House Dust Could Actually Be Making Us Fatter

In need of some motivation to dig the hoover out this evening? Look no further, as a study has confirmed it wasn’t necessarily all those takeaways that made you put on weight, but could actually be due to the cleanliness of your home.  

A new study has found that chemical compounds commonly found in house dust are able to metabolically change cells in the human body, and cause them to accumulate more fat.

With a particularly profound effect on younger cells, leading to questions about the effects on children.

The team from the American Chemical Society looked at the role common environmental pollutants, such as flame retardants, pesticides, and plasticisers, play in spurring fat cells to take on more triglycerides.

Known as endocrine-disrupting chemicals (ECCs), these compounds can be synthetic or naturally-occurring, and are able to replicate, mimic and generally interfere with the body’s hormones and reproductive, neurological and immune functionality.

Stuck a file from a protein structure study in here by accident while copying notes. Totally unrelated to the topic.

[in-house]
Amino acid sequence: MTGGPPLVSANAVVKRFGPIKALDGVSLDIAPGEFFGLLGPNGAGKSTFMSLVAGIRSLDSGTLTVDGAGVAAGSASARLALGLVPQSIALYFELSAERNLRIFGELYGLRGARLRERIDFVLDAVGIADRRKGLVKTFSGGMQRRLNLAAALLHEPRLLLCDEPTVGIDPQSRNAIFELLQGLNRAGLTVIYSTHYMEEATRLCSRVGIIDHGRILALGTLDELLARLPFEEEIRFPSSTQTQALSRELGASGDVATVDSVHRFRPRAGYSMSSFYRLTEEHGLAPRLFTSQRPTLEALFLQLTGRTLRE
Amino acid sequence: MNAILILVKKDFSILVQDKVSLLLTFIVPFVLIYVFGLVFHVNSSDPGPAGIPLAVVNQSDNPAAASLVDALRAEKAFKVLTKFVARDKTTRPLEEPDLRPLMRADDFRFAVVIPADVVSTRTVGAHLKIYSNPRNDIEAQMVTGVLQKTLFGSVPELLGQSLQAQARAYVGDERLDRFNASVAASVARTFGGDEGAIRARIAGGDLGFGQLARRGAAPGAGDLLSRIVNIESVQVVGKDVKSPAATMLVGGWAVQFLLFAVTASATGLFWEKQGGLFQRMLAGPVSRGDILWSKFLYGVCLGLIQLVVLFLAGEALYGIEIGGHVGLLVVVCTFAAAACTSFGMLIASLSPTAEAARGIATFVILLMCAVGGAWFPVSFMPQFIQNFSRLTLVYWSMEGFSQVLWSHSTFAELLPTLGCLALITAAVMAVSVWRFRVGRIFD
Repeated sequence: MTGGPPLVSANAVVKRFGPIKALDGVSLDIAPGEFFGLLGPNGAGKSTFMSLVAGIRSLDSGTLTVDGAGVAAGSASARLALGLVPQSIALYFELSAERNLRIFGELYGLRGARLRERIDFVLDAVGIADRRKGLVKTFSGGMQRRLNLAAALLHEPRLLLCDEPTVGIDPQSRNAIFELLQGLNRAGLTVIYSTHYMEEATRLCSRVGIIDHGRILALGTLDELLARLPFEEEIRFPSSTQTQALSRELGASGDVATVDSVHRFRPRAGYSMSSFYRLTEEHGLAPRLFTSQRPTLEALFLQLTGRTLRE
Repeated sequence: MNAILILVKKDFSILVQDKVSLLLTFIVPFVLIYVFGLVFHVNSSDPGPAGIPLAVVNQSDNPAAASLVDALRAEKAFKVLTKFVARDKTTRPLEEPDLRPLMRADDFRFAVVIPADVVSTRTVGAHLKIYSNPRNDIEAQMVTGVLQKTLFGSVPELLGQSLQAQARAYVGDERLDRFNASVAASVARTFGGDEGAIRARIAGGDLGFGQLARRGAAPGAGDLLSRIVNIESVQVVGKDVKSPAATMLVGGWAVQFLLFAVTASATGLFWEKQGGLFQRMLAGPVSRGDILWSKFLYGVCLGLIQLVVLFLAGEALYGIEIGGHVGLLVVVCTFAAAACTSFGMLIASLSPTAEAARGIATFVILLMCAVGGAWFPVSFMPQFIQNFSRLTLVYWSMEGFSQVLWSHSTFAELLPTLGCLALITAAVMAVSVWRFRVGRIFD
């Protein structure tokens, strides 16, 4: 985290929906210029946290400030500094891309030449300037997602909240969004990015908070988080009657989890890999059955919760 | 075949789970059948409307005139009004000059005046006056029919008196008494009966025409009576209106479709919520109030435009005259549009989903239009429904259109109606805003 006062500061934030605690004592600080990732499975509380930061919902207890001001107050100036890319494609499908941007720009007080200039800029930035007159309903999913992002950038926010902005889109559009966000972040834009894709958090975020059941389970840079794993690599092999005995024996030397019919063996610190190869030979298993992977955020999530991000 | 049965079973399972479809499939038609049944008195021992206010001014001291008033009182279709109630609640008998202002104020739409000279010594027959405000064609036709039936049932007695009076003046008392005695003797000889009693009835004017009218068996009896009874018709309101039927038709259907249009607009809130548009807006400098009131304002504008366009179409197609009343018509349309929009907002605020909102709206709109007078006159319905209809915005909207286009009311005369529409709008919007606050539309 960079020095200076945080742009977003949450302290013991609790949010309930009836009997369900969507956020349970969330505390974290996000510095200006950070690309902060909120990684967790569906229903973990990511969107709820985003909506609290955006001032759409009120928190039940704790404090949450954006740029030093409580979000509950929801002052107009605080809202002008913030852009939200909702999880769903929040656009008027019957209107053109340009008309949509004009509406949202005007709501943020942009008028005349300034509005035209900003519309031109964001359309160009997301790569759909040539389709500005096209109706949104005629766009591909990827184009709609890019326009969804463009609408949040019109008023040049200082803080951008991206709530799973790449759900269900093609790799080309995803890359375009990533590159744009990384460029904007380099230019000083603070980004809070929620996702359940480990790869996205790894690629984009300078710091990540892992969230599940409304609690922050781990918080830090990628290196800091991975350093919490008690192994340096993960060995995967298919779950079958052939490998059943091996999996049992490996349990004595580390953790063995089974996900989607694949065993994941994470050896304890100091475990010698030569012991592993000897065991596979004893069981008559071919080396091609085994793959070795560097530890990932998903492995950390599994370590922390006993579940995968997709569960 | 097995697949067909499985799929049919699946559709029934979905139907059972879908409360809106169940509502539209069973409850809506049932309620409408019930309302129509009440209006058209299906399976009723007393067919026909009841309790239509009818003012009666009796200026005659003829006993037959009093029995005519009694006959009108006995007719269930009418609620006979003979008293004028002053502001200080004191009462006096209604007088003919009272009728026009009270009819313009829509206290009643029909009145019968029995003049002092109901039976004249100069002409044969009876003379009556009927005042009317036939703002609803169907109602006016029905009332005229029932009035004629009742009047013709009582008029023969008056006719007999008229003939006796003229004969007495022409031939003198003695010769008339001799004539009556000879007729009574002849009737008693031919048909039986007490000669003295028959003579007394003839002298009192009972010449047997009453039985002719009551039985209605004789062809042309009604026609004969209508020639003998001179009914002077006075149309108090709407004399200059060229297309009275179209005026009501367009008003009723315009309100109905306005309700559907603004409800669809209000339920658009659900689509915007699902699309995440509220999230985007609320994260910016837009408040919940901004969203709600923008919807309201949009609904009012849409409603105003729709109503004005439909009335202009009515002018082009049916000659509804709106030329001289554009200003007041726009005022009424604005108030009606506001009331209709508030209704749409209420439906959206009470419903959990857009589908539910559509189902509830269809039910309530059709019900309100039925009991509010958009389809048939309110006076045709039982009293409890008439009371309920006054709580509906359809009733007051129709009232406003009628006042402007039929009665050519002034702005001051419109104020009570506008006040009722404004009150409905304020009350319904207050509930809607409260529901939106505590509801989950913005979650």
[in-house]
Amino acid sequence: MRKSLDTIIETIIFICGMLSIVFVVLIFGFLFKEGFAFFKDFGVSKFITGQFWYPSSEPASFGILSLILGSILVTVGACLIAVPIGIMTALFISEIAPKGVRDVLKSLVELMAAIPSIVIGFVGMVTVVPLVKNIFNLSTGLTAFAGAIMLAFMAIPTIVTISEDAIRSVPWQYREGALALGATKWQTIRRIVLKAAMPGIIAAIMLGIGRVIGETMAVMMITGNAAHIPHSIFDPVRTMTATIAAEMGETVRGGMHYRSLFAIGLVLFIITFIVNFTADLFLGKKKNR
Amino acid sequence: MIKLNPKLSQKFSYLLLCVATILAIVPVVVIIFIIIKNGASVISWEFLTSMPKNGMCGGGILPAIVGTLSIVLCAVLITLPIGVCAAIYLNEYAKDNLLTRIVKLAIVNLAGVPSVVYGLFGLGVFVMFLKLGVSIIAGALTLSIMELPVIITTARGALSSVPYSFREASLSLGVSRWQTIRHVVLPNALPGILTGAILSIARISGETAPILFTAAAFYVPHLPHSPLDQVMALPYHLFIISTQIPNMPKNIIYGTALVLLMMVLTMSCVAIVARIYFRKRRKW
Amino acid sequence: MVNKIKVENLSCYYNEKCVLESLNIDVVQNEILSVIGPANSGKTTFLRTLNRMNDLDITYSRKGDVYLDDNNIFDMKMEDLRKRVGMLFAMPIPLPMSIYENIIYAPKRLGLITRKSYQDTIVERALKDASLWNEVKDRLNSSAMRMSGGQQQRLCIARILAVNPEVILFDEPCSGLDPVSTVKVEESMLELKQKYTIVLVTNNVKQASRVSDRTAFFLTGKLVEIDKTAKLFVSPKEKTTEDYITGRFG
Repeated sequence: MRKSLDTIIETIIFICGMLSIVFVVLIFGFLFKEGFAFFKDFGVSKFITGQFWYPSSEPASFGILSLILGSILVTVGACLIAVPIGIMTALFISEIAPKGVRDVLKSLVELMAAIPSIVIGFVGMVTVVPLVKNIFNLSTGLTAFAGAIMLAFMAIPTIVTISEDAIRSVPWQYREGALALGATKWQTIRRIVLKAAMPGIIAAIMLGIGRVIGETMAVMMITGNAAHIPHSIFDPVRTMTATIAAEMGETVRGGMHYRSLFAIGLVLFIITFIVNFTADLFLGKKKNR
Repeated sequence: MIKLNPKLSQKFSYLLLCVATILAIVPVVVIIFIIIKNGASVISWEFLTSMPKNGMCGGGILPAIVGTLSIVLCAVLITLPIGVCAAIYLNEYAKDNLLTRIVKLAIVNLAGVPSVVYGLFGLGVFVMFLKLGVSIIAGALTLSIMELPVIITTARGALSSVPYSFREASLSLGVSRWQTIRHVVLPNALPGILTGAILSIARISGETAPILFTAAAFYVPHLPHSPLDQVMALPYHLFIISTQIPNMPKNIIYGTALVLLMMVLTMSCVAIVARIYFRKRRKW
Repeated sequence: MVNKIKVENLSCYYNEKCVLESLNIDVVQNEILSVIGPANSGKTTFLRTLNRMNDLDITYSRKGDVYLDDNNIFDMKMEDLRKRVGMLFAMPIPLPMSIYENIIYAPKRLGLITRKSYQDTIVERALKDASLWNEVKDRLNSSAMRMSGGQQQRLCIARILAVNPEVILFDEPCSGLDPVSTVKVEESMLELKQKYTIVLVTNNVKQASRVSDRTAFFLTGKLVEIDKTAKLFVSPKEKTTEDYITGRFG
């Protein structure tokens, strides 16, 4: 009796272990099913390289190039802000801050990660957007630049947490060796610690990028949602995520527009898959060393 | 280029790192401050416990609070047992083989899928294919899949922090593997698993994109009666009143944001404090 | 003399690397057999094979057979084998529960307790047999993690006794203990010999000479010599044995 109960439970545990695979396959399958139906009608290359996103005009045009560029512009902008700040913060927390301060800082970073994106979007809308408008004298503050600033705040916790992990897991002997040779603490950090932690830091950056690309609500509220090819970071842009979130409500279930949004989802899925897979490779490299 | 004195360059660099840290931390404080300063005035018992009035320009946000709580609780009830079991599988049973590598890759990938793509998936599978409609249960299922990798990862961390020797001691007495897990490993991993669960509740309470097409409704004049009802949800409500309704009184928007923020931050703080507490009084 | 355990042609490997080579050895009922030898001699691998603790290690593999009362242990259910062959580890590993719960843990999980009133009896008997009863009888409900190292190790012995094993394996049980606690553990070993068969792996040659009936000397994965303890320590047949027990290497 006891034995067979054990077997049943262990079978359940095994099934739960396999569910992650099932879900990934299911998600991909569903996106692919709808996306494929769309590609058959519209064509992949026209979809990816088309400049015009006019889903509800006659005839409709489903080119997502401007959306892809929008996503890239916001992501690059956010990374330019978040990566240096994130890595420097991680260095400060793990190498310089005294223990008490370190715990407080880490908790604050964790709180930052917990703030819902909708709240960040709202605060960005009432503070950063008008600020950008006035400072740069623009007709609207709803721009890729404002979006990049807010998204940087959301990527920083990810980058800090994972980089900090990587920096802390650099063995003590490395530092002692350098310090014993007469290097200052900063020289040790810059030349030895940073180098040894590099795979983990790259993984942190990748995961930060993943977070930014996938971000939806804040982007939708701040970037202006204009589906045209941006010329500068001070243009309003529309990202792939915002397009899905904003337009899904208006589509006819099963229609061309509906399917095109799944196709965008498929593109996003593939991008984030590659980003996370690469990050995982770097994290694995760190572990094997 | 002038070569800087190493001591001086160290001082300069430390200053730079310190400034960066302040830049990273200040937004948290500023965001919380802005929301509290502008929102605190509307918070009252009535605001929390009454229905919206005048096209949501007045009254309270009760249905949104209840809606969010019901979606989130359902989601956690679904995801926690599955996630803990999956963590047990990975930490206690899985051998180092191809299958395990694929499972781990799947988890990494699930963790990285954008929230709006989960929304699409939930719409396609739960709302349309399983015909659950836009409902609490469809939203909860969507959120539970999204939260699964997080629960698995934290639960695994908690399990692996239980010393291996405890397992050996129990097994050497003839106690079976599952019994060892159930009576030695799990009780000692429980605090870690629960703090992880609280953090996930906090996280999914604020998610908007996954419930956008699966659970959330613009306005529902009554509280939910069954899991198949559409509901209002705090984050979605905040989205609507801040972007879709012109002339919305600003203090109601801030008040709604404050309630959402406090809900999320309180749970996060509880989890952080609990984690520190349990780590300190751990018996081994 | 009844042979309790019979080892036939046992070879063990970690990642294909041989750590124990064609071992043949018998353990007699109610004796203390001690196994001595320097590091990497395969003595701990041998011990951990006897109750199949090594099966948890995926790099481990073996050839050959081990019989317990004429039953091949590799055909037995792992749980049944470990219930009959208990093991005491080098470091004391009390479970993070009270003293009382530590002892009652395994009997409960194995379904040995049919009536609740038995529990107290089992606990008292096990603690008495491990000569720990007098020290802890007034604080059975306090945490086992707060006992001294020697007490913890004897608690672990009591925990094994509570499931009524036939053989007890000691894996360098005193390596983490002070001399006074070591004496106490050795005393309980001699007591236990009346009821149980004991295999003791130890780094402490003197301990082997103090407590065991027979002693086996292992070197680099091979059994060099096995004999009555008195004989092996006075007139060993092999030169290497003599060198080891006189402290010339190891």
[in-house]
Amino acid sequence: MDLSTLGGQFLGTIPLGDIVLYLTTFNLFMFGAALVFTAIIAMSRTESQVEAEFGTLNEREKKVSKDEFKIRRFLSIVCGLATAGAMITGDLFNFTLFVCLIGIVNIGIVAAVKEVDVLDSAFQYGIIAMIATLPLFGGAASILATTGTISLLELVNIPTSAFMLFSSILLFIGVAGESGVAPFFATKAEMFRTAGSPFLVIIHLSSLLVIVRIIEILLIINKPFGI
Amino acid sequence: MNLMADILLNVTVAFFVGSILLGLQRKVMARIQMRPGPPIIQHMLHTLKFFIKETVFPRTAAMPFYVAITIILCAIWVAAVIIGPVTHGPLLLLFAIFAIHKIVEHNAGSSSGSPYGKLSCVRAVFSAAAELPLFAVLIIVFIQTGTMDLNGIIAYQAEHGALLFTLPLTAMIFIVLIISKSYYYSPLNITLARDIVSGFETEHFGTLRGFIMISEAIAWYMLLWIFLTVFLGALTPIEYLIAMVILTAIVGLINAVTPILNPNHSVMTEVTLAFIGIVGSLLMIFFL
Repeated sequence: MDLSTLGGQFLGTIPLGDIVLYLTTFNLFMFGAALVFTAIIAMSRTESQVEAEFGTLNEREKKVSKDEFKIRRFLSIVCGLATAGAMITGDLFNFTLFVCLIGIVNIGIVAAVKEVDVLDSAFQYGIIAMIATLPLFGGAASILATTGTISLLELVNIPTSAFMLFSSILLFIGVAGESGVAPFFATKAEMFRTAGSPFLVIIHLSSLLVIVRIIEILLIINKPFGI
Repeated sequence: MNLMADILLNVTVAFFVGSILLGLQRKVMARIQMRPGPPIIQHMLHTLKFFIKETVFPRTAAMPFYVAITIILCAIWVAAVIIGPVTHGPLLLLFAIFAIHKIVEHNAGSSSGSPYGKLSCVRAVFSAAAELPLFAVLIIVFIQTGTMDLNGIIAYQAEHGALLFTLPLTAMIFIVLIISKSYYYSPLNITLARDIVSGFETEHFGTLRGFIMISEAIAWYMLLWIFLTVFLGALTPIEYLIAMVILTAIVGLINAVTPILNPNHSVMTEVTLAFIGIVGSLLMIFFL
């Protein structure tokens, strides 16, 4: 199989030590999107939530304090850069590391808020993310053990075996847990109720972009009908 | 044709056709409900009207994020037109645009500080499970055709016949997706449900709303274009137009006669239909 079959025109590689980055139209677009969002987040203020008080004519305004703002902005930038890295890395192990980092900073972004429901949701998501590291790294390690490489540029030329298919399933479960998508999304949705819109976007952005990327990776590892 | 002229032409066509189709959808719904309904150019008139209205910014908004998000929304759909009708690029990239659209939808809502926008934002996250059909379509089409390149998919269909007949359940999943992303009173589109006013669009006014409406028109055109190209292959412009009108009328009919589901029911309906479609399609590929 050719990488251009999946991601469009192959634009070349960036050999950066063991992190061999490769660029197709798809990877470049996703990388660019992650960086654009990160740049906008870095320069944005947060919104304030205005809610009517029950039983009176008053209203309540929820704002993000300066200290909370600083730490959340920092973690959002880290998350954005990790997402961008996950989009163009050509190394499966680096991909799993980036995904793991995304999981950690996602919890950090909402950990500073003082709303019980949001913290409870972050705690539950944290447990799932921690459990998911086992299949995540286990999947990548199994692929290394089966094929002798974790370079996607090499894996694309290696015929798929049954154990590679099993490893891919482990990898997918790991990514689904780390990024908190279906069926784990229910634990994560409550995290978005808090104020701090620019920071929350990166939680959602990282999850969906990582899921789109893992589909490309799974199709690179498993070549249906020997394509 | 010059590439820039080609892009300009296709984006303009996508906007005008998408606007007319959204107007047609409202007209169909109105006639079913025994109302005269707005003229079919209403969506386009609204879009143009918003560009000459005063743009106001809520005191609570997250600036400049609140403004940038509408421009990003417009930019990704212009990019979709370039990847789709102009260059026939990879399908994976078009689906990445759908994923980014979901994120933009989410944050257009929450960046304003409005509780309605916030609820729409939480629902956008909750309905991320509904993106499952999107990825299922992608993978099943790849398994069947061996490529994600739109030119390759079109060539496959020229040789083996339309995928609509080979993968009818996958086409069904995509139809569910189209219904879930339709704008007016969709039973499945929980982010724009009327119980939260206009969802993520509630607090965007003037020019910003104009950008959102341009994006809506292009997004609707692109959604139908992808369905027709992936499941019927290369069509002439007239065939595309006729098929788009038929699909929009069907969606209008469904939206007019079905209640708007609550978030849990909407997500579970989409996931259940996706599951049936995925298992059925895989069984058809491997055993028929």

You might wonder how these chemicals are getting into your body; as consumer goods in your home break down they release these compounds into the air, which we then inhale and absorb through our skin.

So it is important to know what they are doing to our bodies, as despite being reduced by manufacturers, they are still present in most products.

Looking at 11 dust samples from homes across North Carolina, the team tested them on mouse cells and found that early exposure can cause weight gain in later life.

Seven of the 11 dust samples triggered the pre-adipocytes to develop into mature fat cells and accumulate triglycerides, nine of the samples spurred the cells to divide, creating a larger pool of precursor fat cells, and one had no effect. 

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Just three micrograms a day were shown to affect the cells, which is much lower than the estimated 50 milligrams of accumulaf house dust consumed every day by children.

According to the NHS, one in four British adults is estimated to affect around one in every four adults and around one in every five children aged 10 to 11.

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